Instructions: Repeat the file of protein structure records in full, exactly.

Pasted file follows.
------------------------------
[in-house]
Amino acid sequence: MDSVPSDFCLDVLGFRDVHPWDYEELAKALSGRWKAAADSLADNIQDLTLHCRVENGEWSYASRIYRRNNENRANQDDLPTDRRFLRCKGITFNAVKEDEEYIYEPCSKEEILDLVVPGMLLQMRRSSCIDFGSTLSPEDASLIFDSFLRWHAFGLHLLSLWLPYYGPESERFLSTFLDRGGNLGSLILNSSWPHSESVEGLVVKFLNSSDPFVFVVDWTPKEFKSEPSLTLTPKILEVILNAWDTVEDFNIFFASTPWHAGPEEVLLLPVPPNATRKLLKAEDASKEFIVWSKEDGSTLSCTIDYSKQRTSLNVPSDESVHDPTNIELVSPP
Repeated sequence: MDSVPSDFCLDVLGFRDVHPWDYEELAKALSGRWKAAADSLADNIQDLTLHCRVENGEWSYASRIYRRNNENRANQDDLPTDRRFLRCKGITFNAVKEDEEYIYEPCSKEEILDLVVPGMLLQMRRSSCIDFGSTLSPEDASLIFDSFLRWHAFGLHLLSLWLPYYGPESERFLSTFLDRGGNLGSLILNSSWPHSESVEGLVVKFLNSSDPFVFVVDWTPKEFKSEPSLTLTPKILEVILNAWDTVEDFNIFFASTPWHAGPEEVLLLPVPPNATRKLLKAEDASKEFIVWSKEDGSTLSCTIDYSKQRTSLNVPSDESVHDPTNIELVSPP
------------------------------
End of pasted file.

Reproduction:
[in-house]
Amino acid sequence: MDSVPSDFCLDVLGFRDVHPWDYEELAKALSGRWKAAADSLADNIQDLTLHCRVENGEWSYASRIYRRNNENRANQDDLPTDRRFLRCKGITFNAVKEDEEYIYEPCSKEEILDLVVPGMLLQMRRSSCIDFGSTLSPEDASLIFDSFLRWHAFGLHLLSLWLPYYGPESERFLSTFLDRGGNLGSLILNSSWPHSESVEGLVVKFLNSSDPFVFVVDWTPKEFKSEPSLTLTPKILEVILNAWDTVEDFNIFFASTPWHAGPEEVLLLPVPPNATRKLLKAEDASKEFIVWSKEDGSTLSCTIDYSKQRTSLNVPSDESVHDPTNIELVSPP
Repeated sequence: MDSVPSDFCLDVLGFRDVHPWDYEELAKALSGRWKAAADSLADNIQDLTLHCRVENGEWSYASRIYRRNNENRANQDDLPTDRRFLRCKGITFNAVKEDEEYIYEPCSKEEILDLVVPGMLLQMRRSSCIDFGSTLSPEDASLIFDSFLRWHAFGLHLLSLWLPYYGPESERFLSTFLDRGGNLGSLILNSSWPHSESVEGLVVKFLNSSDPFVFVVDWTPKEFKSEPSLTLTPKILEVILNAWDTVEDFNIFFASTPWHAGPEEVLLLPVPPNATRKLLKAEDASKEFIVWSKEDGSTLSCTIDYSKQRTSLNVPSDESVHDPTNIELVSPP